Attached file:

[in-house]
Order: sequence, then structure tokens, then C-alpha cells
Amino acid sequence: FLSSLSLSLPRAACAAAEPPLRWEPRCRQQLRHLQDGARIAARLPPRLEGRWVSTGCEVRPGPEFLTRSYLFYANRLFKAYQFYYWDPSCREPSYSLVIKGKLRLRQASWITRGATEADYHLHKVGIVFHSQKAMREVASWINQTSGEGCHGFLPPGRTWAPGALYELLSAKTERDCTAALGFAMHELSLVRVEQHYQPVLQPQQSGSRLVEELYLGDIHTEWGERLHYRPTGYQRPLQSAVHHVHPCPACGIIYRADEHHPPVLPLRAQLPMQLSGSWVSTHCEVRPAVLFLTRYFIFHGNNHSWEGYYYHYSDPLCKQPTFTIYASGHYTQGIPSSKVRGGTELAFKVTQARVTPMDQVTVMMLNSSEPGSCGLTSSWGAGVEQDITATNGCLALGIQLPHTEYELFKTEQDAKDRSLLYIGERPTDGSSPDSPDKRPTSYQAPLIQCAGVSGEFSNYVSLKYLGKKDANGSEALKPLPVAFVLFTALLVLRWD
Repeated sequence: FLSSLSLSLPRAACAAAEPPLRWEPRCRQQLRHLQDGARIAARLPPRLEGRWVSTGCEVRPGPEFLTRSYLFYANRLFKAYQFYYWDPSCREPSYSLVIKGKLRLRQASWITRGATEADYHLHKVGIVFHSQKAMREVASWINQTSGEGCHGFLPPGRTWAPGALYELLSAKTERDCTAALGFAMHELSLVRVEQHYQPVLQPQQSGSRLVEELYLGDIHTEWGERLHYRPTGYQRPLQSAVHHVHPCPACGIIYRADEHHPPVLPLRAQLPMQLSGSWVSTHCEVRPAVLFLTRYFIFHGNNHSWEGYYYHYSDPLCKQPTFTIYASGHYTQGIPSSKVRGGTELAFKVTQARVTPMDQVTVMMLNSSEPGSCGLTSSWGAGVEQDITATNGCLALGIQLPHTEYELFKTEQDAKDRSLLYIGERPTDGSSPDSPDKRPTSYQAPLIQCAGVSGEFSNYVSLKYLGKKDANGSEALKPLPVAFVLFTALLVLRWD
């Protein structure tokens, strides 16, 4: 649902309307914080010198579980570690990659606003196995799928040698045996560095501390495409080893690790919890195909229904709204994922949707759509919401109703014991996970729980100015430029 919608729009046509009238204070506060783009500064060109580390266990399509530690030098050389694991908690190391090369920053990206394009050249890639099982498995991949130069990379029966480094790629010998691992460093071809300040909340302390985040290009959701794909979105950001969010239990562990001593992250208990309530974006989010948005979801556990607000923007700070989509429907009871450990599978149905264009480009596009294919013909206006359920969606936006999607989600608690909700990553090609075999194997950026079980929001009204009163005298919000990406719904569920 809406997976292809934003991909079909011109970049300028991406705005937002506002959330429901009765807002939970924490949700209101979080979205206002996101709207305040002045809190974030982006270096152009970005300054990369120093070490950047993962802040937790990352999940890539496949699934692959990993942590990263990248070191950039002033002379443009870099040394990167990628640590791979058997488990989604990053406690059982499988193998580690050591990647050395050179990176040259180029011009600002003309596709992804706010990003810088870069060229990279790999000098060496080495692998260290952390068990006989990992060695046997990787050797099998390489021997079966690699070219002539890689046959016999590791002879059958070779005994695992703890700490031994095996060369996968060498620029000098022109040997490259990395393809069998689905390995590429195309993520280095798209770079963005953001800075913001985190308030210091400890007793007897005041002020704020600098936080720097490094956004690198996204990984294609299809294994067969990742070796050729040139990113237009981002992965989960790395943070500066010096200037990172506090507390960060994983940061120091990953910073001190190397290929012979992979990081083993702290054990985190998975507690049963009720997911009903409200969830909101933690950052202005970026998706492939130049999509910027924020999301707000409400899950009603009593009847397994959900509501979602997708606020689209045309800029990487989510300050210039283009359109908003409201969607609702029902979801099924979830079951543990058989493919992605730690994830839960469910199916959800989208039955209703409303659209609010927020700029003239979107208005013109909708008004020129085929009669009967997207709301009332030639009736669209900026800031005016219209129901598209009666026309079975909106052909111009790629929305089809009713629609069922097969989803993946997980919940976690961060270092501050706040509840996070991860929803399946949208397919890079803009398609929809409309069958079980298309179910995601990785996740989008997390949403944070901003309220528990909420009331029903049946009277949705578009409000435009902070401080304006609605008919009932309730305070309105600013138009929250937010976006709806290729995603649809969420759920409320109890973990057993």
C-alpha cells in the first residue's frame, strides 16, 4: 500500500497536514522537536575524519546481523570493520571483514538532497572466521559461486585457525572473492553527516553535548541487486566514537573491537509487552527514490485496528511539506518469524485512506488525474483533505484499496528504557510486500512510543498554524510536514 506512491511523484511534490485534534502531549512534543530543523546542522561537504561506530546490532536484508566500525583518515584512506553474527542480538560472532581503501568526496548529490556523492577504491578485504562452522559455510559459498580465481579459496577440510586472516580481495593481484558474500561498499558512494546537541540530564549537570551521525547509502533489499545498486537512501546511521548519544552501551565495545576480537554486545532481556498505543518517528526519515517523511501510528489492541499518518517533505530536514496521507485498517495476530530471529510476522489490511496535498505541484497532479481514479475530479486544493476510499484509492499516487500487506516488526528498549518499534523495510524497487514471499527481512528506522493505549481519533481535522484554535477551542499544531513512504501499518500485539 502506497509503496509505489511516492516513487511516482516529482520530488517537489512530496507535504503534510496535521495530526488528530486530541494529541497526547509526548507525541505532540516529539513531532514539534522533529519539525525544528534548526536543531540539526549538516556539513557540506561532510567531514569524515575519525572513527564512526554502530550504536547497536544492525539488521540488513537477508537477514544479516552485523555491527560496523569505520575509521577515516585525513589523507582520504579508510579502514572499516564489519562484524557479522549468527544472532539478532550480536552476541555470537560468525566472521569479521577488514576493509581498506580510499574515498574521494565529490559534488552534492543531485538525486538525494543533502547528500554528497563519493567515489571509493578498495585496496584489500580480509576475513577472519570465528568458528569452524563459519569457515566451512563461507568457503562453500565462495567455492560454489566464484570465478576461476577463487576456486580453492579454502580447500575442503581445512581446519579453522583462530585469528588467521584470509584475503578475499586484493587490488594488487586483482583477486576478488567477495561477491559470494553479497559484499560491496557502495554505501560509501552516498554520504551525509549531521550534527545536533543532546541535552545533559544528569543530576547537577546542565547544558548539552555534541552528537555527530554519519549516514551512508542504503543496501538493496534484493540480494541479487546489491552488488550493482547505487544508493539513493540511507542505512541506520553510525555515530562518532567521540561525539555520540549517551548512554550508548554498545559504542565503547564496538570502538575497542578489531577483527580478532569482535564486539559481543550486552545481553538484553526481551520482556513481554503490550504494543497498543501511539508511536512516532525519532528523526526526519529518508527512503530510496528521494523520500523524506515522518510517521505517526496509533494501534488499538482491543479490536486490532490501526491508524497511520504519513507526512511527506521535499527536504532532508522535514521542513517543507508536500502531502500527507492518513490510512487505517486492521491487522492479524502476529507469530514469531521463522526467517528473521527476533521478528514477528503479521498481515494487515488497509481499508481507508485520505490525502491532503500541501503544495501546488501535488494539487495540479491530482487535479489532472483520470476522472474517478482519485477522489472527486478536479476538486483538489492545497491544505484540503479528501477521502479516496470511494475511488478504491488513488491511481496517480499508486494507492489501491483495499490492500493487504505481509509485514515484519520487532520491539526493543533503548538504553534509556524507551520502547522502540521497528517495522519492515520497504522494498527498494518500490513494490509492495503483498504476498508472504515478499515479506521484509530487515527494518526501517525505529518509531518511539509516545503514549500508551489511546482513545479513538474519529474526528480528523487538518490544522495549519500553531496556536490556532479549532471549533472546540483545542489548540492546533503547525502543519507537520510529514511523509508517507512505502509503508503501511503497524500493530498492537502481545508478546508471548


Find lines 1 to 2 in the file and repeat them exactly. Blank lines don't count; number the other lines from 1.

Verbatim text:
[in-house]
Order: sequence, then structure tokens, then C-alpha cells